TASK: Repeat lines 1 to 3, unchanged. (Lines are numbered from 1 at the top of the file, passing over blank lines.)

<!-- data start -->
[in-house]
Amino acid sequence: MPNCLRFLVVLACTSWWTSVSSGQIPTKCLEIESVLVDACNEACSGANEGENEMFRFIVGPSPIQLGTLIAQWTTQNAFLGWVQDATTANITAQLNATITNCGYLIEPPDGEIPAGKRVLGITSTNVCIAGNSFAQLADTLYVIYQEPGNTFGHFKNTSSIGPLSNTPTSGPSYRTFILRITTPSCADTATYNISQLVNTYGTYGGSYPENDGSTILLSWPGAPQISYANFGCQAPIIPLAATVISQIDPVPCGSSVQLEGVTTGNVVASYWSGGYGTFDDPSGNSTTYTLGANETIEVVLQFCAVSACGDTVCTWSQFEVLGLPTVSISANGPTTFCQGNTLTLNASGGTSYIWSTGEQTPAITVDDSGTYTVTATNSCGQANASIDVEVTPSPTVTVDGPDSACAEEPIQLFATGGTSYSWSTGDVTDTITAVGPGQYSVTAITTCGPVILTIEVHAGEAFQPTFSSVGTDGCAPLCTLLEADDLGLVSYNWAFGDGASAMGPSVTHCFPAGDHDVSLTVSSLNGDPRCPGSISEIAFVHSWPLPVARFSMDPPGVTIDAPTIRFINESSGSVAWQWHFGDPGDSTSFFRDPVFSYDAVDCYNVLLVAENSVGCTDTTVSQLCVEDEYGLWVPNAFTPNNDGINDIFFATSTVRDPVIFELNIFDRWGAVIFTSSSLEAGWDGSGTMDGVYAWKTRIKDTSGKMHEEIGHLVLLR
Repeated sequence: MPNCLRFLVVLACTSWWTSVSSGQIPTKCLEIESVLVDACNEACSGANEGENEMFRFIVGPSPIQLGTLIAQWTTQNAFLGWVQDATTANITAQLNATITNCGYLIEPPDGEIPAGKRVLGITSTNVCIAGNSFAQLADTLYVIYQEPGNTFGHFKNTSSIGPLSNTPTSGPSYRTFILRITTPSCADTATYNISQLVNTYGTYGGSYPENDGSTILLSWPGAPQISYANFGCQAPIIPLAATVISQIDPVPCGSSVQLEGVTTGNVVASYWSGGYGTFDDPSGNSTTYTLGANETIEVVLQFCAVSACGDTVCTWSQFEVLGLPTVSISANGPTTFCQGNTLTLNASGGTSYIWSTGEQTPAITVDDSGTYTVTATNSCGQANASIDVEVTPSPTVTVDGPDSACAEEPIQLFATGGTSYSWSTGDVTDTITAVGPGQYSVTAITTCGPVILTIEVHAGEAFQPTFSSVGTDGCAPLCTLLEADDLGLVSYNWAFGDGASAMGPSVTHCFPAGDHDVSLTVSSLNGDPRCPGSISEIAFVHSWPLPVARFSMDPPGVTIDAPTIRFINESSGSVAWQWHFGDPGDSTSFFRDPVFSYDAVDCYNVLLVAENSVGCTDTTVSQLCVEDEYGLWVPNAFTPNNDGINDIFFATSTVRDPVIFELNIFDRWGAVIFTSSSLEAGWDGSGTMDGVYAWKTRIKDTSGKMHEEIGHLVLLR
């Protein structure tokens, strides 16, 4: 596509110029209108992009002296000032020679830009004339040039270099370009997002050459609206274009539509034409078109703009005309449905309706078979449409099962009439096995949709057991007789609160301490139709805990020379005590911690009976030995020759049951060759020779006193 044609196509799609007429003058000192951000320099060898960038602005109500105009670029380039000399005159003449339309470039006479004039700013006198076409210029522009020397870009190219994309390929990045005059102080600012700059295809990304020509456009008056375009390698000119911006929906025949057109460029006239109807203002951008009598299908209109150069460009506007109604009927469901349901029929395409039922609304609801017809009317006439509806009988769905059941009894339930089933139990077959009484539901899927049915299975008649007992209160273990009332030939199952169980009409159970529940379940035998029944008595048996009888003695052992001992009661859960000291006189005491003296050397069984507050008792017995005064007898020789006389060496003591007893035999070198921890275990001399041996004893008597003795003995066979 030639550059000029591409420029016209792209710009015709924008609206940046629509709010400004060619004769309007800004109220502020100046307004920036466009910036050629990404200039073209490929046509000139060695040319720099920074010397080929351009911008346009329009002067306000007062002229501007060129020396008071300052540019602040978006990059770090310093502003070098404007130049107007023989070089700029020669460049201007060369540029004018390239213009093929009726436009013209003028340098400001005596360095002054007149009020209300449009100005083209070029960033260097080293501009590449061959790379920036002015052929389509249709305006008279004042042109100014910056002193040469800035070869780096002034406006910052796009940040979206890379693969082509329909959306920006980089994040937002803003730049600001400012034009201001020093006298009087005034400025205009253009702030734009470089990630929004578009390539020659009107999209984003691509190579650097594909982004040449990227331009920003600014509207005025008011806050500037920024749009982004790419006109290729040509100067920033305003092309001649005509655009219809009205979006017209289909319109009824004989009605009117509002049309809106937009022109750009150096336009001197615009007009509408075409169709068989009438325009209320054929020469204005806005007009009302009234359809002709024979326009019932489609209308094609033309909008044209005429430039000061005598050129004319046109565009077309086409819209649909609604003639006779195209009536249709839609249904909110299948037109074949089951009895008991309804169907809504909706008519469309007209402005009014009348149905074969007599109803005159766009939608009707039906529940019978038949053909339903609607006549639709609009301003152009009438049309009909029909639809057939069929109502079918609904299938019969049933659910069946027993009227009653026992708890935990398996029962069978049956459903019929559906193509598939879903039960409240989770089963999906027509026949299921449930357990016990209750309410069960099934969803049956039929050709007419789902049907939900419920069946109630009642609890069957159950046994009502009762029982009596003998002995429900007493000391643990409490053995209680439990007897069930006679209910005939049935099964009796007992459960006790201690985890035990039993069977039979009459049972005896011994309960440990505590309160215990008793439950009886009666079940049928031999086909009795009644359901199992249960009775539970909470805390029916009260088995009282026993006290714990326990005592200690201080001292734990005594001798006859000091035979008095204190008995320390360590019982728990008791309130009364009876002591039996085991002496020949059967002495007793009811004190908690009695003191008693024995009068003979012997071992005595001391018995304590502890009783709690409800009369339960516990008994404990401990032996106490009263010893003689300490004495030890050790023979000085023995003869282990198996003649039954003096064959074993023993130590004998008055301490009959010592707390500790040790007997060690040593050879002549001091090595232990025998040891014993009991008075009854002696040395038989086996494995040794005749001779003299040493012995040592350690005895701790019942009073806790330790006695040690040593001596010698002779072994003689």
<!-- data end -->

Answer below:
[in-house]
Amino acid sequence: MPNCLRFLVVLACTSWWTSVSSGQIPTKCLEIESVLVDACNEACSGANEGENEMFRFIVGPSPIQLGTLIAQWTTQNAFLGWVQDATTANITAQLNATITNCGYLIEPPDGEIPAGKRVLGITSTNVCIAGNSFAQLADTLYVIYQEPGNTFGHFKNTSSIGPLSNTPTSGPSYRTFILRITTPSCADTATYNISQLVNTYGTYGGSYPENDGSTILLSWPGAPQISYANFGCQAPIIPLAATVISQIDPVPCGSSVQLEGVTTGNVVASYWSGGYGTFDDPSGNSTTYTLGANETIEVVLQFCAVSACGDTVCTWSQFEVLGLPTVSISANGPTTFCQGNTLTLNASGGTSYIWSTGEQTPAITVDDSGTYTVTATNSCGQANASIDVEVTPSPTVTVDGPDSACAEEPIQLFATGGTSYSWSTGDVTDTITAVGPGQYSVTAITTCGPVILTIEVHAGEAFQPTFSSVGTDGCAPLCTLLEADDLGLVSYNWAFGDGASAMGPSVTHCFPAGDHDVSLTVSSLNGDPRCPGSISEIAFVHSWPLPVARFSMDPPGVTIDAPTIRFINESSGSVAWQWHFGDPGDSTSFFRDPVFSYDAVDCYNVLLVAENSVGCTDTTVSQLCVEDEYGLWVPNAFTPNNDGINDIFFATSTVRDPVIFELNIFDRWGAVIFTSSSLEAGWDGSGTMDGVYAWKTRIKDTSGKMHEEIGHLVLLR
Repeated sequence: MPNCLRFLVVLACTSWWTSVSSGQIPTKCLEIESVLVDACNEACSGANEGENEMFRFIVGPSPIQLGTLIAQWTTQNAFLGWVQDATTANITAQLNATITNCGYLIEPPDGEIPAGKRVLGITSTNVCIAGNSFAQLADTLYVIYQEPGNTFGHFKNTSSIGPLSNTPTSGPSYRTFILRITTPSCADTATYNISQLVNTYGTYGGSYPENDGSTILLSWPGAPQISYANFGCQAPIIPLAATVISQIDPVPCGSSVQLEGVTTGNVVASYWSGGYGTFDDPSGNSTTYTLGANETIEVVLQFCAVSACGDTVCTWSQFEVLGLPTVSISANGPTTFCQGNTLTLNASGGTSYIWSTGEQTPAITVDDSGTYTVTATNSCGQANASIDVEVTPSPTVTVDGPDSACAEEPIQLFATGGTSYSWSTGDVTDTITAVGPGQYSVTAITTCGPVILTIEVHAGEAFQPTFSSVGTDGCAPLCTLLEADDLGLVSYNWAFGDGASAMGPSVTHCFPAGDHDVSLTVSSLNGDPRCPGSISEIAFVHSWPLPVARFSMDPPGVTIDAPTIRFINESSGSVAWQWHFGDPGDSTSFFRDPVFSYDAVDCYNVLLVAENSVGCTDTTVSQLCVEDEYGLWVPNAFTPNNDGINDIFFATSTVRDPVIFELNIFDRWGAVIFTSSSLEAGWDGSGTMDGVYAWKTRIKDTSGKMHEEIGHLVLLR